Discussion Risk factors or epidemiology COPD is defined by the WHO/NHLBI as a “disease state characterized by airflow limitation that

is not fully reversible. The airflow limitation is usually both progressive and associated with an abnormal inflammatory response of the lungs to noxious particles or gases” (Stern 2010). Clinical manifestations of COPD include exercise intolerance, progressive dyspnea, and cough with sputum production. The most important predisposing factor for developing COPD is a prolonged smoking history. Other significant risk factors include occupational exposure, environmental pollution, socio-economic status, genetic factors, sex, recurrent bronchopulmonary infections, perinatal events, childhood illness and history of airway hyperreactivity (Celli 2004). Diagnostic work up/Tests/Interpretation of Testing Diagnosis of COPD is made based on history, physical exam and results of pulmonary function tests. Important aspects of the history include history of symptoms such as chronic cough, sputum production, dyspnea, decreased exercise tolerance, exposure history, frequent colds, unexplained weight loss, and family history. Respiratory rate, weight, height and BMI should be assessed. In the initial stages of COPD, patients often have an entirely normal physical exam (Fauci 2011). In more severe disease, the physical exam can be notable for a prolonged expiratory phase and expiratory wheezing. Signs of hyperinflation on physical exam include a barrel chest or poor diaphragmatic excursion. Other physical findings often present in severe COPD include use of accessory muscles and cyanosis often visible in the lips and nail beds (Harrisons). Results of spirometry are also a necessary part of the diagnosis of COPD. Pulmonary function tests show airflow obstruction with a decreased FEV1 and FEV1/FVC. The degree of airflow obstruction as determined by FEV1 and FEV1/FVC is important is staging COPD using Gold’s criteria. FRC and RV are increased due to air trapping. DLCO is decreased secondary to alveolar destruction. Since COPD is not reversible with bronchodilator therapy, in order to distinguish COPD from asthma, PFT are most valuable when measured after bronchodilator therapy. Chest radiography is not useful in the diagnosis of COPD but is suggested in order to rule out other causes of presenting symptoms. In addition, chest radiography could be helpful in classification of the type of COPD (Fauci 2011). Arterial blood gas and oximetry are important in assessment of exacerbation because they provide information about alveolar ventilation and acid base status. Indications for admission Indications for admission for patients with COPD exacerbation include inadequate response to outpatient medications, worsening hypoxemia or hypercapnia, mental status changes, marked increase in dyspnea, existence of comorbid conditions, and inadequate home care (Celli 2004). Respiratory failure and/or hemodynamic instability are indications for ICU admission (Celli 2004). Management and Prognosis Treatment of COPD includes nonpharmacologic and preventive interventions as well as pharmacologic therapy. Preventive and nonpharmacologic therapy includes smoking cessation or removal of toxic agent, exercise programs and vaccination against influenza and pneumococcal pneumonia (Stern, 2010). Initial therapy for symptomatic patients is an anticholinergic inhaler such as ipratropium or tiotropium. A short acting β agonist is useful if the patient still symptomatic. The β agonist can be given on a scheduled basis or as needed. Theophylline can be used in patients who do not respond to anticholinergics and β agonists. Theophylline has been found to produce modest improvments in expiratory flow rates and a small improvement in arterial oxygen and carbon dioxide levels in patients with severe COPD. The effectiveness of theophylline is limited by its narrow therapeutic index (Stern). The benefit of inhaled corticosteroids is controversial. Some studies show benefit from regular use of inhaled corticosteroids while other studies do not (Fauci 2011). Supplemental oxygen is indicated in patients with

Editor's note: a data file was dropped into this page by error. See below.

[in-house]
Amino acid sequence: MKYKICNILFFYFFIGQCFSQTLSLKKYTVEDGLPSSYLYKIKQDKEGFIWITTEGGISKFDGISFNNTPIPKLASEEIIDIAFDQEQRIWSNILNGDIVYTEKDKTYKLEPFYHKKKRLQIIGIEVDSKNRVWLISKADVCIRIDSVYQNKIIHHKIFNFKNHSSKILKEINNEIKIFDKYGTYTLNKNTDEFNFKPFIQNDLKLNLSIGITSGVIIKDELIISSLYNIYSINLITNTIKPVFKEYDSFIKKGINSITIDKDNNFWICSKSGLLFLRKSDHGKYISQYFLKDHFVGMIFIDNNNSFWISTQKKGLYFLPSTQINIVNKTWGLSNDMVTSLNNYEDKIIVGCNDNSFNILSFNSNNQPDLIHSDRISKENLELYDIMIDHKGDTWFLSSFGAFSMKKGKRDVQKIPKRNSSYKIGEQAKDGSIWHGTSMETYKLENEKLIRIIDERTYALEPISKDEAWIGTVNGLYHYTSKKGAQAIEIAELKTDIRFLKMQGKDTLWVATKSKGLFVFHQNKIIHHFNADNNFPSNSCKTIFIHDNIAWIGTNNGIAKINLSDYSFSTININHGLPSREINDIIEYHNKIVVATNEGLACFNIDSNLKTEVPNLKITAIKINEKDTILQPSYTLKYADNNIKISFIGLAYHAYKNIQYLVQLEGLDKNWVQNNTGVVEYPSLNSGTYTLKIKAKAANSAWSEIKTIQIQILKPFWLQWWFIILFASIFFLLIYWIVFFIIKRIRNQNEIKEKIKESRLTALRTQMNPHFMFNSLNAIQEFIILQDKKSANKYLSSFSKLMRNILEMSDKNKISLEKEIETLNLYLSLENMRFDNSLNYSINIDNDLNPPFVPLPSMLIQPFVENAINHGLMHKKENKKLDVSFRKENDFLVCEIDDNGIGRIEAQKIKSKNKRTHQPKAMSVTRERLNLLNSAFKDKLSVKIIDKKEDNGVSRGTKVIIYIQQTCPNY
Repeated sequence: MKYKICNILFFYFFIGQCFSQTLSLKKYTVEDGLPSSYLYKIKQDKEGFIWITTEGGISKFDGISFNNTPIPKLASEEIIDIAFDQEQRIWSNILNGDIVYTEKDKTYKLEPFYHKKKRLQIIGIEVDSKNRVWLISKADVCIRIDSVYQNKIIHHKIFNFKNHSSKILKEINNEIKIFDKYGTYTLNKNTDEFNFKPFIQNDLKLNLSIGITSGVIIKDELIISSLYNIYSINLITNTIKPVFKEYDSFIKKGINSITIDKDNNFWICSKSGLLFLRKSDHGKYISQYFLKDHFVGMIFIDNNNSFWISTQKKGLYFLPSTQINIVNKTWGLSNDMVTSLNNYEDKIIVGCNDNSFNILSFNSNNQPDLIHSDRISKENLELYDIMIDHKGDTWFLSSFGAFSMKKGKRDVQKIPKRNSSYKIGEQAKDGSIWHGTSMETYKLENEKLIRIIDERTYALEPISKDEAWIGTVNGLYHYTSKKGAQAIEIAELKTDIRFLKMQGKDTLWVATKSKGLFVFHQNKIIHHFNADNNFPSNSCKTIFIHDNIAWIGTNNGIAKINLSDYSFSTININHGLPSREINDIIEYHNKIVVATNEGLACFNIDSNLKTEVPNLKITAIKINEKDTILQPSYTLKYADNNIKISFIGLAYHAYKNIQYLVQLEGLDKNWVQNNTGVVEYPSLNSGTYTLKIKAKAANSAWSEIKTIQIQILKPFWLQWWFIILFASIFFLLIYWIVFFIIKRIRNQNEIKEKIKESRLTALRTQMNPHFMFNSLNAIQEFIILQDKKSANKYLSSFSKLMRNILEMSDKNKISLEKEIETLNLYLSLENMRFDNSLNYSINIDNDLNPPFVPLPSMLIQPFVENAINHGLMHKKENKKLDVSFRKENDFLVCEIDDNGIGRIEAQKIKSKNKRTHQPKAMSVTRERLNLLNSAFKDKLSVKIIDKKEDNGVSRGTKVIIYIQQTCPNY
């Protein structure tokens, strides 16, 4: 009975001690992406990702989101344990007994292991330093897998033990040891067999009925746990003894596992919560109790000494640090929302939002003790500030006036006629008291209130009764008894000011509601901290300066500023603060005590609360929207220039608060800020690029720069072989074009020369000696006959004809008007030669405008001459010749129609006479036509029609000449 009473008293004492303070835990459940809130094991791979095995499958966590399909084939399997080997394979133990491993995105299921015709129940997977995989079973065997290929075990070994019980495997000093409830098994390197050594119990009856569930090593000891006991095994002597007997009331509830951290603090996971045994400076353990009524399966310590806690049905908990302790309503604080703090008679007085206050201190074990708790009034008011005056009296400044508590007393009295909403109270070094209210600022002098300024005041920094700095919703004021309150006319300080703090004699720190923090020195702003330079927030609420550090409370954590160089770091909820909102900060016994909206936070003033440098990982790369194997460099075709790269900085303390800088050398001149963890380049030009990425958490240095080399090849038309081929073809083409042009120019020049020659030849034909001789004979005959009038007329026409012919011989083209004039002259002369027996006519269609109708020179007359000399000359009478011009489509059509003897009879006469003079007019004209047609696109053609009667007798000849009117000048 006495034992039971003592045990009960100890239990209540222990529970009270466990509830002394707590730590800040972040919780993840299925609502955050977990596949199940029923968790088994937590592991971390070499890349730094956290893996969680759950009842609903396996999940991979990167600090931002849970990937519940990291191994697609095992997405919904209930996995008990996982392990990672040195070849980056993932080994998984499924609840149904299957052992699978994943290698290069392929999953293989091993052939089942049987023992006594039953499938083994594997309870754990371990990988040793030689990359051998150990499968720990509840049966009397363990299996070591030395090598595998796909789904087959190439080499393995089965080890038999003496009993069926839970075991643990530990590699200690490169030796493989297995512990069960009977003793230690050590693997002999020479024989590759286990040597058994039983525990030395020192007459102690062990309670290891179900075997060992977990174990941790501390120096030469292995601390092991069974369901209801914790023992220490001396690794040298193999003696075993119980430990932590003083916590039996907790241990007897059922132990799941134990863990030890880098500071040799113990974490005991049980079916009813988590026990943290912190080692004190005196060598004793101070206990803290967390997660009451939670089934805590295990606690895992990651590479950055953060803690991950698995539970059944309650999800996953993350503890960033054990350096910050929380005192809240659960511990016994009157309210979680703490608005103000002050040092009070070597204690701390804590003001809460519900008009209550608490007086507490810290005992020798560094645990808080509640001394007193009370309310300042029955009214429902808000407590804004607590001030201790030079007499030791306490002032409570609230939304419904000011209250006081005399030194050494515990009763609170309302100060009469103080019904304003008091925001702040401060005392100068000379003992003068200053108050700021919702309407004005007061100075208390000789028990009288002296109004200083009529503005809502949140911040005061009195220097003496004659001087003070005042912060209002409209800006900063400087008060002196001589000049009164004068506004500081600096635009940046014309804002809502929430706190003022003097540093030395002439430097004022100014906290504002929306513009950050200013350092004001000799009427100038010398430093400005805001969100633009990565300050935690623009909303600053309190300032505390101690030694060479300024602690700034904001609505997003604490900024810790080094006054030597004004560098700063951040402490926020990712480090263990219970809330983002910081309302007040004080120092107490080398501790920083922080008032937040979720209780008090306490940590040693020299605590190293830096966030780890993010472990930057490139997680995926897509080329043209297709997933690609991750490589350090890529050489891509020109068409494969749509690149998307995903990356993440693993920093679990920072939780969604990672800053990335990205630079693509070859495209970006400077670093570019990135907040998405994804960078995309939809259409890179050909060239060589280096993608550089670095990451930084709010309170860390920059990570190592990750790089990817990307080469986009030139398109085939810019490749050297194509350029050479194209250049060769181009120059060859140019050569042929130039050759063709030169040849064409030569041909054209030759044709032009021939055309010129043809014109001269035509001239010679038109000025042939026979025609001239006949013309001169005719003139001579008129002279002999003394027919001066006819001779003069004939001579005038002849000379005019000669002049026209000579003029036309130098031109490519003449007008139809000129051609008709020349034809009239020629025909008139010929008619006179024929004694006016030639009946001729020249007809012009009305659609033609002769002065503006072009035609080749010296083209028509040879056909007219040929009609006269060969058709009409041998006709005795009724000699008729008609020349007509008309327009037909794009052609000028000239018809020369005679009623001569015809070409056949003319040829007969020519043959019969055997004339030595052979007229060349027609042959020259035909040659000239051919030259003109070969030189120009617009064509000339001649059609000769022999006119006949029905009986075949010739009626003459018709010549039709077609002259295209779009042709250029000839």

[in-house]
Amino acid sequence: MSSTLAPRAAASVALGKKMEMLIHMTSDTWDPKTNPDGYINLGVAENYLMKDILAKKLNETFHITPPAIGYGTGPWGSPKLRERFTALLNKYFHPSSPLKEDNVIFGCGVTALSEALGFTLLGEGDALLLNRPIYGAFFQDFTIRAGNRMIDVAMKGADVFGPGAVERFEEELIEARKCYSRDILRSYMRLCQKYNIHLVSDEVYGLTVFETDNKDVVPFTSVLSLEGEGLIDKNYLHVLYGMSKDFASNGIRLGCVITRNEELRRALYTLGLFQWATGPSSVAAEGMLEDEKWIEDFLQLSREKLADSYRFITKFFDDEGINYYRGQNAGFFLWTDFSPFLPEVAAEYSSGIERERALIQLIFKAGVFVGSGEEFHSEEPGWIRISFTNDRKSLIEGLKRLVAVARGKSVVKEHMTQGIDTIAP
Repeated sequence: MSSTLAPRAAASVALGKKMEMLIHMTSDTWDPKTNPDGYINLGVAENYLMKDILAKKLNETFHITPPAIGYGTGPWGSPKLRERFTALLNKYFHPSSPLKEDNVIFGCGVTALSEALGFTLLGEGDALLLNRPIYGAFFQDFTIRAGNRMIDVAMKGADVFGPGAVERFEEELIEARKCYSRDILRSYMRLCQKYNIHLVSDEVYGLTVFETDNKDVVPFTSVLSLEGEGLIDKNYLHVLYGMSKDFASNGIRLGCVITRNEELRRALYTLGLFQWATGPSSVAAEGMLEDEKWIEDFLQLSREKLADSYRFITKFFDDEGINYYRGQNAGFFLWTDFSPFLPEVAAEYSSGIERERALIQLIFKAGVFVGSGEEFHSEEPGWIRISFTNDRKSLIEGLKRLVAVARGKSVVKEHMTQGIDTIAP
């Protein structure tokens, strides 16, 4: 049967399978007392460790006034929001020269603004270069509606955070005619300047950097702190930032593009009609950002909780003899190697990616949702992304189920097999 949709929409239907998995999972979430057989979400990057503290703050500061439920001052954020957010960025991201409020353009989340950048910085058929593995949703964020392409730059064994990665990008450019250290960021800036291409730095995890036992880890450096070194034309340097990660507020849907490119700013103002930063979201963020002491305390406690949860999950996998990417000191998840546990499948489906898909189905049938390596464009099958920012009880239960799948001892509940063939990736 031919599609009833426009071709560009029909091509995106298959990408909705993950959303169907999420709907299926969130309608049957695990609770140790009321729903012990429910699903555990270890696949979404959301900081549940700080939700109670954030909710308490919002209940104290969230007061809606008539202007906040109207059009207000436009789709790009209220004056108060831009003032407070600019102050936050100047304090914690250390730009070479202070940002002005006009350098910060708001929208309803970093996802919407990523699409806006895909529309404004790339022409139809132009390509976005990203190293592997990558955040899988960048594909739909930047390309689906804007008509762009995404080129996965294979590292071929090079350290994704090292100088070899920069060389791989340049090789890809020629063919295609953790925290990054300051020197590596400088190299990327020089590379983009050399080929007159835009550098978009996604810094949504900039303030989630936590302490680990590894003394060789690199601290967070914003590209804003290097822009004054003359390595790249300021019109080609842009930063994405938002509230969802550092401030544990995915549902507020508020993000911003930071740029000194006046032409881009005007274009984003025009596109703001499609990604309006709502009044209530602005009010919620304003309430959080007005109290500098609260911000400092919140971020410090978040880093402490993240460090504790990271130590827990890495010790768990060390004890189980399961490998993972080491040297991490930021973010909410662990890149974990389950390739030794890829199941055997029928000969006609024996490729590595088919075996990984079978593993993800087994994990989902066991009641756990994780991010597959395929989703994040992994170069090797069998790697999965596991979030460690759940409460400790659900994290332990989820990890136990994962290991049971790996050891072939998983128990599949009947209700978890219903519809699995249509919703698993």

In patients with severe COPD as indicated by significant hypoxemia and CO2 retention. J. R. Hauser. Symptom to diagnosis: an evidence-based guide. L. McGraw-Hill Medical. J.. 2. Respir. As the disease progresses complications resulting from exacerbations such as respiratory failure. D. . Howard. 4. Exacerbations are also treated with systemic corticosteroids for a period of two weeks. 1995. C. Decramer. Respir. Postma. and A. B. Celli. Higenbottam. J. P. P. M. Kasper. Patients with acute exacerbations are often treated prophylactically with antibiotics. 2011. J. E. Hodgkin JE. This has been shown to reduce length of hospital stay and reduce recovery time. S. Gibson. N... Treatment of COPD exacerbation is an important part of COPD treatment. 2009. J. Paoletti. 5. T. London. Clin Chest Med 1990. Eur. The most important factors that effect the prognosis of patients with COPD are the patient’s age and the patient’s baseline postbronchodilator FEV1. B. Braunwald. C. cor pulmonale and lung cancer become more likely (Siafakas 1995). The European Respiratory Society Task Force. Longo. J. Supplemental oxygen therapy is the only pharmacologic therapy that has resulted in decreasing mortality of patients with COPD (Fauci 2011). Cifu. and D. 2004.. Fauci. L. 23:932-946. S. Patients who stop smoking are more likely to live longer than patients who do not. Standards for the diagnosis and treatment of patients with COPD: a summary of the ATS/ERS position paper. D.resting hypoxemia or cor pulmonale. They can be precipitated by bacterial infection or viral respiratory infection. S. Vermeire. P. New York. S. Altkorn. and ATS/ERS Task Force. References 1. W. Stern. Pride. Yernault. Jameson. and D. Prognosis in chronic obstructive pulmonary disease. Siafakas. A. Harrison's Principles of Internal Medicine. Optimal assessment and management of chronic obstructive pulmonary disease (COPD). D. M. Eur. 8:1398-1420. Loscalzo. MacNee.11:555–569. supplemental oxygen has shown to decrease mortality (Hodgkin 1990). N. 3. S. Exacerbations are episodes of increased dyspnea and cough often accompanied by change in sputum. McGraw-Hill distributor.